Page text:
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Imaging central nervous system myelin by positron emission tomography in multiple sclerosis using [methyl-11C]-2-(4′-methylaminophenyl)- 6-hydroxybenzothiazole

Research output: Contribution to journalArticle

  • Bruno Stankoff
  • Leorah Freeman
  • Marie-Stephane Aigrot
  • Audrey Chardain
  • Frederic Dolle
  • Anna Williams
  • Damien Galanaud
  • Lucie Armand
  • Stephane Lehericy
  • Catherine Lubetzki
  • Bernard Zalc
  • Michel Bottlaender

Related Edinburgh Organisations

Original languageEnglish
Pages (from-to)673-680
Number of pages8
JournalAnnals of Neurology
Volume69
Issue number4
DOIs
Publication statusPublished - Apr 2011

Abstract

Objective: Imaging of myelin tracts in vivo would greatly improve the monitoring of demyelinating diseases such as multiple sclerosis (MS). To date, no imaging technique specifically targets demyelination and remyelination. Recently, amyloid markers related to Congo red have been shown to bind to central nervous system (CNS) myelin. Here we questioned whether the thioflavine-T derivative 2-(4'-methylaminophenyl)-6-hydroxybenzothiazole (PIB), which also binds to amyloid plaques, could serve as a myelin marker.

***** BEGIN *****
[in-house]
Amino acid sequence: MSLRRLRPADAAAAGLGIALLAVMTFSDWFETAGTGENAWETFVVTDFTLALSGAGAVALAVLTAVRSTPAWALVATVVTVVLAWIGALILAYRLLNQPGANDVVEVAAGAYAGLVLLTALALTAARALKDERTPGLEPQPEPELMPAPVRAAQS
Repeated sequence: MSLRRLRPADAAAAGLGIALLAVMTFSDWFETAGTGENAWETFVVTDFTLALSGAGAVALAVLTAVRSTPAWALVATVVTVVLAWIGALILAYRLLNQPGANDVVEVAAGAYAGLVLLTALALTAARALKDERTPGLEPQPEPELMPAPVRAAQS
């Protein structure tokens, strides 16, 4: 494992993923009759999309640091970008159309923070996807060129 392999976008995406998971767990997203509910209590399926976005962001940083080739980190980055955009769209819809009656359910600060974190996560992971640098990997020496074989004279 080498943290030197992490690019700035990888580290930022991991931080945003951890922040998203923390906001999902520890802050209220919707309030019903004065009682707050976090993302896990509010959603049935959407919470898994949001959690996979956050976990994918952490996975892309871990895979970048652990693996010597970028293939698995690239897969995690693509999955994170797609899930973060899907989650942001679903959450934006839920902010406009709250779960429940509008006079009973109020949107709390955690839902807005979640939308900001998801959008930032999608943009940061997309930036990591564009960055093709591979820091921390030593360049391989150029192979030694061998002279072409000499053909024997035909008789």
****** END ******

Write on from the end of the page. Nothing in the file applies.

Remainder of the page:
Methods: PIB fixation to myelin was studied by fluorescence in the normal and dysmyelinating mouse brain, as well as in the postmortem brain of MS patients. Positron emission tomography (PET) experiments were conducted using [C-11] PIB in baboons and in a proof of concept clinical study in 2 MS patients.

Results: Applied directly on tissue sections or after intraperitoneal injection, PIB stained CNS myelin, and the decrease in the level of fixation paralleled the amount of myelin loss in a dysmyelinating mutant. In normally myelinated areas of postmortem MS brain, demyelinated and remyelinated lesions were clearly distinguishable by the differential intensity of labeling observed with PIB. PET using intravenously injected radiolabeled [C-11] PIB imaged CNS myelin in baboons and humans. In MS patients, the dynamic analysis of PET acquisitions allowed quantitative assessment of demyelination.

Interpretation: PIB could be used as an imaging marker to quantify myelin loss and repair in demyelinating diseases.

ID: 6323563